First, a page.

Tagging Monarch Butterflies

Each fall Monarch Watch distributes more than a quarter of a million tags to thousands of volunteers across North America who tag Monarchs as they migrate through their respective areas. These “citizen scientists” capture monarchs throughout the migration season, record the tag code, tag date, gender of the butterfly, and geographic location, then tag and release them. At the end of the tagging season, these data are submitted to Monarch Watch and added to their database to be used in research.

Carol Pasternak, The MonarchButterfly Crusader, is catching monarchs in Ontario in order to tag them.

Tags are tiny, lightweight, round stickers. They are a little larger than a hole-punch, about 9 mm in diameter. Each tag has a unique ID number. When a tag is recovered (found again), valuable information about migration is revealed.

The tag is placed on the underside of the hindwing of the Monarch. This tagging method places the tag close to the center of lift and gravity for the butterfly so as to not interfere with flight or otherwise harm the butterfly.

According to Monarch Joint Adventure, “The purpose of tagging Monarchs is to associate the location of original capture with the point of recovery for each butterfly. The data from these recaptures are used to determine the pathways taken by migrating Monarchs, the influence of weather on the migration, the survival rate of the Monarchs.

Tagging kits are available via the Monarch Watch Shop.

Coded tags are attached to Monarchs when they are captured before or during their southbound migration, and recovered when Monarchs are found throughout the migration or overwintering season. Citizen scientists record the date, location, Monarch gender, and unique tag number for each fall-migrating monarch that they tag and then submit these data to be used in research. The tags and tagging process do not harm the butterflies, and the data collected have the potential to answer many important questions about monarch biology and conservation.”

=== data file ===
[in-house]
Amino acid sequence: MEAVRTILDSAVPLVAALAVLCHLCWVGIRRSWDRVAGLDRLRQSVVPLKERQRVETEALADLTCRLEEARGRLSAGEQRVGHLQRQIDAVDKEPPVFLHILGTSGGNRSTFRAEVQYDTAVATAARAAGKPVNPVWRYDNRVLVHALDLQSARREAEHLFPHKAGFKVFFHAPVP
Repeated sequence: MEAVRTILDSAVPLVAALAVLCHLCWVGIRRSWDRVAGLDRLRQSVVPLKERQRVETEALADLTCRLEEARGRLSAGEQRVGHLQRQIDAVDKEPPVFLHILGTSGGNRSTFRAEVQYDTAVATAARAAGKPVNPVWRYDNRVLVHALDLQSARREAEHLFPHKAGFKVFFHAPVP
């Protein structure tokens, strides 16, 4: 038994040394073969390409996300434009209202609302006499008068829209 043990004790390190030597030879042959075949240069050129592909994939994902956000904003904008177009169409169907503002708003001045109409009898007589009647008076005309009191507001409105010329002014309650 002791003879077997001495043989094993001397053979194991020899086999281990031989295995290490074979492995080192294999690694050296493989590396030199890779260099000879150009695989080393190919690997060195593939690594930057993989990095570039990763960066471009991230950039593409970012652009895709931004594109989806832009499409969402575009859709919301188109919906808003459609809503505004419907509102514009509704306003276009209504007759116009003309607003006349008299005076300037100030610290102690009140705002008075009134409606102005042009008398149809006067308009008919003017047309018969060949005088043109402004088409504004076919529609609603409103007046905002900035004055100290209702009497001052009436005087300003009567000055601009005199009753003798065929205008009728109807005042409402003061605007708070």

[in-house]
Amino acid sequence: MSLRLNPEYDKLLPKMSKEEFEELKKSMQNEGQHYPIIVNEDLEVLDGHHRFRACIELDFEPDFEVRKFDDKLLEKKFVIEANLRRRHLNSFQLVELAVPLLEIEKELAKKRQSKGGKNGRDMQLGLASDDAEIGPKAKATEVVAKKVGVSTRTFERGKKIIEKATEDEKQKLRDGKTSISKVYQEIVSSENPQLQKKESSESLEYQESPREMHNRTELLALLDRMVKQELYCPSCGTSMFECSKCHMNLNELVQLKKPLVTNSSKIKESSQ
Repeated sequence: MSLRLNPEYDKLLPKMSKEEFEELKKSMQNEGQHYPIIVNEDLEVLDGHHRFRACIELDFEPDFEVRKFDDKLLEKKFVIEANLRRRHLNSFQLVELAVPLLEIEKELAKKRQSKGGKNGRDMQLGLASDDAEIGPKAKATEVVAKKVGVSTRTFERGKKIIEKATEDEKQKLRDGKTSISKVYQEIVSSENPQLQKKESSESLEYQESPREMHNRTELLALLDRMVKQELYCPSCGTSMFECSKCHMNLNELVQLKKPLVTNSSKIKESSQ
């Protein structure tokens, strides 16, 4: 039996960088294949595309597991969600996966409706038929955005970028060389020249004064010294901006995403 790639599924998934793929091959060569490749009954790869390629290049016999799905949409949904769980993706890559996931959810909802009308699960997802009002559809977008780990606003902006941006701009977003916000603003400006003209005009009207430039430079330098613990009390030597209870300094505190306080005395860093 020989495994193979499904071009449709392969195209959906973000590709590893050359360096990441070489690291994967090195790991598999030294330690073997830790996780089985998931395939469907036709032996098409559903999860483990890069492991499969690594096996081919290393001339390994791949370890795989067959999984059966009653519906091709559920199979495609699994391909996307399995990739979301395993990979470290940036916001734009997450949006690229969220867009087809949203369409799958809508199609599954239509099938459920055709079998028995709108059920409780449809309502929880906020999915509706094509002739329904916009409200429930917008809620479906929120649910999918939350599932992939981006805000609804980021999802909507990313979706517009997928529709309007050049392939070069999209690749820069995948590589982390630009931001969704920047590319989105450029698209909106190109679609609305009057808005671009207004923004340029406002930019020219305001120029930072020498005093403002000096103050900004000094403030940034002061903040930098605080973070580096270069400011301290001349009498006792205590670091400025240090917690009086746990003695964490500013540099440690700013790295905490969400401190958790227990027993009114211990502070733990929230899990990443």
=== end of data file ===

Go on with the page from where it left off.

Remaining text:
Tagging helps answer questions about the origins of Monarchs that reach Mexico, the timing and pace of the migration, mortality during the migration, and changes in geographic distribution. For example, by tagging Monarchs and collecting data, we have learned that these butterflies can travel at least 170 miles in a single day and that they have traveled as far as 3,000 miles. In fact, tagging led to the discovery of the monarch’s winter home in Mexico. (Read more of this fascinating story here.)

Monarchs can travel between 50-100 miles a day; it can take up to two months to complete their journey. The farthest ranging Monarch butterfly recorded traveled 265 miles in one day.

Monarch Watch, the Southwest Monarch Study, and Monarch Alert all have monarch tagging programs and are always looking for more citizen scientists; find the program that’s best for you and get involved!

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